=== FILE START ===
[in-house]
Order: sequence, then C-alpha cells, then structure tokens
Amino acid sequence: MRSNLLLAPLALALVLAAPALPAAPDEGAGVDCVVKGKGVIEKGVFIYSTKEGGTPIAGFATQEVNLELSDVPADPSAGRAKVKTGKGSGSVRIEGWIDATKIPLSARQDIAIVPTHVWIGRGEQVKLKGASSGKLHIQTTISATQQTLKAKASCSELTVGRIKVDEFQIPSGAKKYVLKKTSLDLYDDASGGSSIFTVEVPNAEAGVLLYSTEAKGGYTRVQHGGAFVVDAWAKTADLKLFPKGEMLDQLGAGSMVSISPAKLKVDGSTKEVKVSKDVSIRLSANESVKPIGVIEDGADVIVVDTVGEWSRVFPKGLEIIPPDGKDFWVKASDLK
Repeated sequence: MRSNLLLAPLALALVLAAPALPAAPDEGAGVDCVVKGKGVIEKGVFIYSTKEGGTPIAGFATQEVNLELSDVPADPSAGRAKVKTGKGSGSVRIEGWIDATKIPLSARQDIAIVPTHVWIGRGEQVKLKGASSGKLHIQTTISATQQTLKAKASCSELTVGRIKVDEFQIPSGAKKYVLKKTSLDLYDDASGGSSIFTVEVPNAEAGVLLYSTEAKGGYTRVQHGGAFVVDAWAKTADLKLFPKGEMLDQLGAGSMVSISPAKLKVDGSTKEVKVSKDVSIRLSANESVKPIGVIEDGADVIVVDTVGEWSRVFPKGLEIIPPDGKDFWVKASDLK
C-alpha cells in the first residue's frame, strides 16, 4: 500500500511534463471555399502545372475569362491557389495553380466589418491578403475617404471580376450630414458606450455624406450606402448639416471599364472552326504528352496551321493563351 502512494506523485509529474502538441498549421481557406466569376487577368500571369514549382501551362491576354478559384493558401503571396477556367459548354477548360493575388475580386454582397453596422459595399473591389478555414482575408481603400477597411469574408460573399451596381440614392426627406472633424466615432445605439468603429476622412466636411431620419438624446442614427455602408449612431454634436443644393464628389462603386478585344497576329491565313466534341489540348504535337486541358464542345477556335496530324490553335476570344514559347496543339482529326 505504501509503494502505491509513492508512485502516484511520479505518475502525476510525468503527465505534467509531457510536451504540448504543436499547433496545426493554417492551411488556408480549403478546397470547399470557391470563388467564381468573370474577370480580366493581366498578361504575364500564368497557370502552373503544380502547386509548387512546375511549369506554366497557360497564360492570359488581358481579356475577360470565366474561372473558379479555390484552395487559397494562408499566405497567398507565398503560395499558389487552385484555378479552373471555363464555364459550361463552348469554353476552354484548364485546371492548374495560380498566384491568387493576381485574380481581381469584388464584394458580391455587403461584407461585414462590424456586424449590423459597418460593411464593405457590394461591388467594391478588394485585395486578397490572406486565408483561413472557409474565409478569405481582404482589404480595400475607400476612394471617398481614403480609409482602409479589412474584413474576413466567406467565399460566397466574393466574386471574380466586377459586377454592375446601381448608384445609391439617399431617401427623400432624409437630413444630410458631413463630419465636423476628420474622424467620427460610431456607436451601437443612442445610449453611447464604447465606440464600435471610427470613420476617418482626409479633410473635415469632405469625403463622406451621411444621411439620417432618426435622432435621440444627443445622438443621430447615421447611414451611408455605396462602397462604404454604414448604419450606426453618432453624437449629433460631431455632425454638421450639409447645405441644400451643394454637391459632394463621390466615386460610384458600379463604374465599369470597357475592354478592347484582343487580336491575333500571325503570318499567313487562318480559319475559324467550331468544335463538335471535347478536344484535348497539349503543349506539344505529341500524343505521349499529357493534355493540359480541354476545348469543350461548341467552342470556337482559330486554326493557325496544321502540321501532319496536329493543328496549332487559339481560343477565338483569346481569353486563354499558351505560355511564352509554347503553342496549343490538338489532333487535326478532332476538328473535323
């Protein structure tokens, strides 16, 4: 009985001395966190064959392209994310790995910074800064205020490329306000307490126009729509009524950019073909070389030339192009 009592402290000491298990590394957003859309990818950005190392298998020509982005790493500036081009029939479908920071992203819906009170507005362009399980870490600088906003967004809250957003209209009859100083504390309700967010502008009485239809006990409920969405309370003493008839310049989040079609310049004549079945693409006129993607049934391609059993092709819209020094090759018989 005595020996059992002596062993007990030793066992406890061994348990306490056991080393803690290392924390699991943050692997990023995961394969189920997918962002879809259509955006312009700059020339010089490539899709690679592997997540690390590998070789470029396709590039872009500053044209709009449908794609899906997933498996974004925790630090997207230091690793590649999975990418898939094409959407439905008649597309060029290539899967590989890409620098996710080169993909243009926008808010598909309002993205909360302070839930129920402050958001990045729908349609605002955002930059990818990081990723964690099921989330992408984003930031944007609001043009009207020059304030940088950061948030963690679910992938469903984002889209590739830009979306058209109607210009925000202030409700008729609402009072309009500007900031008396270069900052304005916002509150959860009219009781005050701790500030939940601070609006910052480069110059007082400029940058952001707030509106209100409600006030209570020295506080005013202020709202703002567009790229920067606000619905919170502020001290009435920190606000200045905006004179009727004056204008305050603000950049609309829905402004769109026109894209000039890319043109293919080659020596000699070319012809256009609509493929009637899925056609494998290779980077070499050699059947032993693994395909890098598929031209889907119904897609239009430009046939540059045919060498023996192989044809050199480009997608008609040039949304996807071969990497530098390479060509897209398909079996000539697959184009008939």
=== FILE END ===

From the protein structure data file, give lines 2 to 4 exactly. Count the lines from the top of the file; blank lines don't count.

Order: sequence, then C-alpha cells, then structure tokens
Amino acid sequence: MRSNLLLAPLALALVLAAPALPAAPDEGAGVDCVVKGKGVIEKGVFIYSTKEGGTPIAGFATQEVNLELSDVPADPSAGRAKVKTGKGSGSVRIEGWIDATKIPLSARQDIAIVPTHVWIGRGEQVKLKGASSGKLHIQTTISATQQTLKAKASCSELTVGRIKVDEFQIPSGAKKYVLKKTSLDLYDDASGGSSIFTVEVPNAEAGVLLYSTEAKGGYTRVQHGGAFVVDAWAKTADLKLFPKGEMLDQLGAGSMVSISPAKLKVDGSTKEVKVSKDVSIRLSANESVKPIGVIEDGADVIVVDTVGEWSRVFPKGLEIIPPDGKDFWVKASDLK
Repeated sequence: MRSNLLLAPLALALVLAAPALPAAPDEGAGVDCVVKGKGVIEKGVFIYSTKEGGTPIAGFATQEVNLELSDVPADPSAGRAKVKTGKGSGSVRIEGWIDATKIPLSARQDIAIVPTHVWIGRGEQVKLKGASSGKLHIQTTISATQQTLKAKASCSELTVGRIKVDEFQIPSGAKKYVLKKTSLDLYDDASGGSSIFTVEVPNAEAGVLLYSTEAKGGYTRVQHGGAFVVDAWAKTADLKLFPKGEMLDQLGAGSMVSISPAKLKVDGSTKEVKVSKDVSIRLSANESVKPIGVIEDGADVIVVDTVGEWSRVFPKGLEIIPPDGKDFWVKASDLK